A few months ago, we answered some common questions that people tend to have about wildlife behavior. Well, we had so much fun with that post that we’ve decided to do it again! Here are three more explanations for animal behavior and biology that often leave humans scratching their heads in confusion…or shaking their fists in annoyance:

“Are bats really blind?”


No. Though bats are famous for their ability to use echolocation in order to find prey and fly safely in total darkness, many of them will happily use their eyesight in conjunction with their natural radar to judge distances accurately or avoid obstacles. And if circumstances find them hunting or flying in bright light (which is uncommon for wild bats but sometimes observed in captive or “rescued” bats), they may more readily use their eyes than their echoes to navigate the world around them.

By animal standards, bats have relatively good vision. In fact, because some of them—namely, a few species of fruit bats—are capable of seeing certain colors of visible light and ultraviolet light, it could be argued that they actually have better vision than humans!

It’s a bit puzzling as to why so many people think that bats are blind. Maybe it’s due to the widespread knowledge that bats use echolocation; over time, the belief that bats don’t need to see in order to hunt and maneuver could have morphed into a belief that they can’t see at all. Or maybe a large number of people have stumbled upon confused, frightened bats bumping around inside man-made structures and assumed (incorrectly) that the creatures couldn’t escape because they couldn’t visually locate an exit. Regardless, the phrase “blind as a bat” should probably be retired. May we suggest “blind as a star-nosed mole” as a viable alternative? It’s a bit more of a mouthful, but at least it’s accurate. 

“Why do cats act like they want a belly rub but then bite or scratch your hand when you try to give them one?”

Cats, like nearly all animals, have methods for conveying messages through body language; certain actions are their ways of communicating with fellow cats, humans, and even other animals. One such behavior is flopping over onto their back or side and exposing their belly. When a cat does this, they’re essentially saying, “I’m just going to kick back and relax here for a bit, because I trust that you’re not going to hurt me.” This gesture is largely symbolic, as the abdomen is the most vulnerable area of a cat’s body. By leaving it uncovered, they’re really putting a lot of faith in the human/animal/other cat to not attack this weak area.

Unfortunately, humans often misinterpret a cat flashing its belly as a request for petting or gentle scratching in this area, so they make a move to touch the cat’s abdomen. This action provokes the cat, who responds to the perceived boundary violation by biting or scratching. As the human is left bewildered by (and possibly angry at) the cat’s “fickle” behavior, the cat is thinking to itself, “What the heck?! I trusted you to not attack my belly, and you did it anyway!”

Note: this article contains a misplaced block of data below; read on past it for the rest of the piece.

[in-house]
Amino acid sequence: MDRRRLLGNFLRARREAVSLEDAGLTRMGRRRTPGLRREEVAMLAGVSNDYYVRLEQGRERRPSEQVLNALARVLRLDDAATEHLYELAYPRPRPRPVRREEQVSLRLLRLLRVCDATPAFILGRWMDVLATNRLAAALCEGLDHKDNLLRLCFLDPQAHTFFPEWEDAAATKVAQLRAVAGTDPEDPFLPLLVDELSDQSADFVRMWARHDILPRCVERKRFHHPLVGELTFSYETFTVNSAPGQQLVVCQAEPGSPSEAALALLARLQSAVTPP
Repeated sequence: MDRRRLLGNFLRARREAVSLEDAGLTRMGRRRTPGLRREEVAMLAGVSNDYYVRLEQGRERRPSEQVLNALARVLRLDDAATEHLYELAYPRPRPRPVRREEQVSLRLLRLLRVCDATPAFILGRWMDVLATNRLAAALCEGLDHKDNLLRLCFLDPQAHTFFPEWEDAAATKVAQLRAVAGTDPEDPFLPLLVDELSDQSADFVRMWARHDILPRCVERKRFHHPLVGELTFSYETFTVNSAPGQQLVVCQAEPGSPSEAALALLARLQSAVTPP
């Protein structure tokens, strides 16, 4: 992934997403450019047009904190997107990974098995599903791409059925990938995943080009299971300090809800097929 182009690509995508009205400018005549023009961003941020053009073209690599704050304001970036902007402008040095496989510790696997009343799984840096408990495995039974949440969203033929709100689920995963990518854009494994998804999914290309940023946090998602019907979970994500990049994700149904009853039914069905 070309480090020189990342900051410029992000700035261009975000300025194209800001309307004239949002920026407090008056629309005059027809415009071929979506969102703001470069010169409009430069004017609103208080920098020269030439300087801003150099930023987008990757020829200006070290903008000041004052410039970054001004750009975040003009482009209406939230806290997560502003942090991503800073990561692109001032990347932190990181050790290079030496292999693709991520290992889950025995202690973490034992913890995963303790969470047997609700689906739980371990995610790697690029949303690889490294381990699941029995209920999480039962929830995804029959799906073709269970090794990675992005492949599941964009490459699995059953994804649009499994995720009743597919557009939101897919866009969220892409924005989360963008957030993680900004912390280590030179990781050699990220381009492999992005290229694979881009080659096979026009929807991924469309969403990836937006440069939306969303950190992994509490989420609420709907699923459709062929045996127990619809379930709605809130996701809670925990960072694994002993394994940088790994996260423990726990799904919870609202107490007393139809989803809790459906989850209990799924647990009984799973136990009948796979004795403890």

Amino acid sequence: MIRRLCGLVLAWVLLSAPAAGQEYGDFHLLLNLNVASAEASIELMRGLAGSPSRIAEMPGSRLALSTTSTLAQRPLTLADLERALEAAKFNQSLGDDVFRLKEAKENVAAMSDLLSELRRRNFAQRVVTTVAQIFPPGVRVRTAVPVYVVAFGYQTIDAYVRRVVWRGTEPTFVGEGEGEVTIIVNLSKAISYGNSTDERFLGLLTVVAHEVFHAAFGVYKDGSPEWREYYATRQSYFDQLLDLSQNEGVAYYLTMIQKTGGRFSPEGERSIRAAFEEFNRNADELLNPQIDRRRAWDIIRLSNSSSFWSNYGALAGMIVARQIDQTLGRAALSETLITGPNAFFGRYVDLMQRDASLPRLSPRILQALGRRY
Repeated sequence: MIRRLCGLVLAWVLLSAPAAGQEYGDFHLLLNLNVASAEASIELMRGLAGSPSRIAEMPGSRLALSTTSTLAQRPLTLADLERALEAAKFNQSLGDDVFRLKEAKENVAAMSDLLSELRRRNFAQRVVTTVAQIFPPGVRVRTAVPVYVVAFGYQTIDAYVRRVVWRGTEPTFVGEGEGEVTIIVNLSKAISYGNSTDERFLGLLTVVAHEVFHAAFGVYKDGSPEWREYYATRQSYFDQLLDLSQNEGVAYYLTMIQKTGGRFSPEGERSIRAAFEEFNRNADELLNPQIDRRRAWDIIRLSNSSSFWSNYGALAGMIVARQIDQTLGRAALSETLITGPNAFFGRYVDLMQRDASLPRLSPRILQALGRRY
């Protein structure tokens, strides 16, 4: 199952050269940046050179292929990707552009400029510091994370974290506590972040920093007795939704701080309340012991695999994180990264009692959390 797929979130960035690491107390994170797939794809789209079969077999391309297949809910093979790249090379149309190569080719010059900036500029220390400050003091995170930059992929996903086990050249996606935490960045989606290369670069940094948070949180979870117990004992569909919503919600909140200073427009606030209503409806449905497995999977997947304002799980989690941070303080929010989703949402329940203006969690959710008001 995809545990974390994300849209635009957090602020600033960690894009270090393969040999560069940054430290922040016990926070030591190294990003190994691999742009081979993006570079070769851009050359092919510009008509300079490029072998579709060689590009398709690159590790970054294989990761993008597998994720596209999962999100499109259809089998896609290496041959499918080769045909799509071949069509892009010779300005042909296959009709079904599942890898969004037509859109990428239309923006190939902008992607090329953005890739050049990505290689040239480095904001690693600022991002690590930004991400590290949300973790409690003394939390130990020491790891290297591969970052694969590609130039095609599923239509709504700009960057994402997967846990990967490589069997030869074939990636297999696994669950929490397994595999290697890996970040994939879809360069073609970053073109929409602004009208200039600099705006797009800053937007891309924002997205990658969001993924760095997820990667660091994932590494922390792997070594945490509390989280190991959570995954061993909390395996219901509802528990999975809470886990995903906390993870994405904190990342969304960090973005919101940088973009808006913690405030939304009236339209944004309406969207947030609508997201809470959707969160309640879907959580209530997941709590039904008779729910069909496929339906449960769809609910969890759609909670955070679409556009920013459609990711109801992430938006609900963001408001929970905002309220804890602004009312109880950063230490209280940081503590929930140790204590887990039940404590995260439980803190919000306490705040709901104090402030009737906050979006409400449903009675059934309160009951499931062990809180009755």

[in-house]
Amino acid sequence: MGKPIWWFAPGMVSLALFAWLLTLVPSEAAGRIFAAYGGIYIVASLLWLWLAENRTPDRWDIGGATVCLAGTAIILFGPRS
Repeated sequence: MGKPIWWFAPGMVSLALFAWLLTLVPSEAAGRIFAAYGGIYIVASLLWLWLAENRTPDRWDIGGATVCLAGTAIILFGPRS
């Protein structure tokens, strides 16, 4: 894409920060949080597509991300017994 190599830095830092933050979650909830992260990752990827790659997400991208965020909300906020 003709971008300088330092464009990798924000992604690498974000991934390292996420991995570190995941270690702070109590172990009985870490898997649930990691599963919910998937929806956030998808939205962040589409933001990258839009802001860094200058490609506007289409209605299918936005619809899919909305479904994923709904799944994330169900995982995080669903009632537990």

To be fair, some cats do actually enjoy belly scratches or snuggles from people they’re close to and trust completely—but it’s still not “normal” behavior for them. So, if you’re interacting with a friend’s cat (or a friendly cat you find wandering around outside), just stick to petting it on the head or back. Both you and the cat will likely have a much more positive experience that way.

“Will a hibernating mammal really sleep all winter long?”

Not exactly. Although a mammal may hibernate for months at a time during cold weather, this usually doesn’t mean that they’ll shut their eyes at the beginning of December and not open them again until March. Instead, the animal will sleep deeply for days or even weeks, wake up and be active for several hours, and then go back to sleep for another few days or weeks. During these hours of wakefulness, the animal will eat, relieve itself, and take care of any other important business before crashing once more. Hibernating allows certain creatures to survive a major slowdown in metabolism and a sharp drop in body temperature, but most of them can’t simply ignore all biological needs for an entire season.

It’s worth mentioning that, if an animal is trying to hibernate, humans should leave it alone unless relocating or interacting with it is truly necessary (e.g., a skunk has decided to make your backyard shed its “winter home”). Being awoken from dormancy is not only inconvenient and annoying for the critter in question, but it can have a negative effect on their health. After all, do you usually feel satisfied and well-rested when someone interrupts your REM sleep?


You don’t always have to understand an animal’s behavior or biology to find the animal fascinating, but it can certainly allow you to appreciate the wonders of nature on a different level. Chances are, if you think an animal “acts weird,” there’s actually a method to their madness.

In closing, we’d just like to remind folks that enjoying wild animals does not mean opening your home to them. House cats are really the only critters we just discussed who should not immediately be evicted if you notice them “setting up shop” on your property!

Photo courtesy of Tambako The Jaguar on Flickr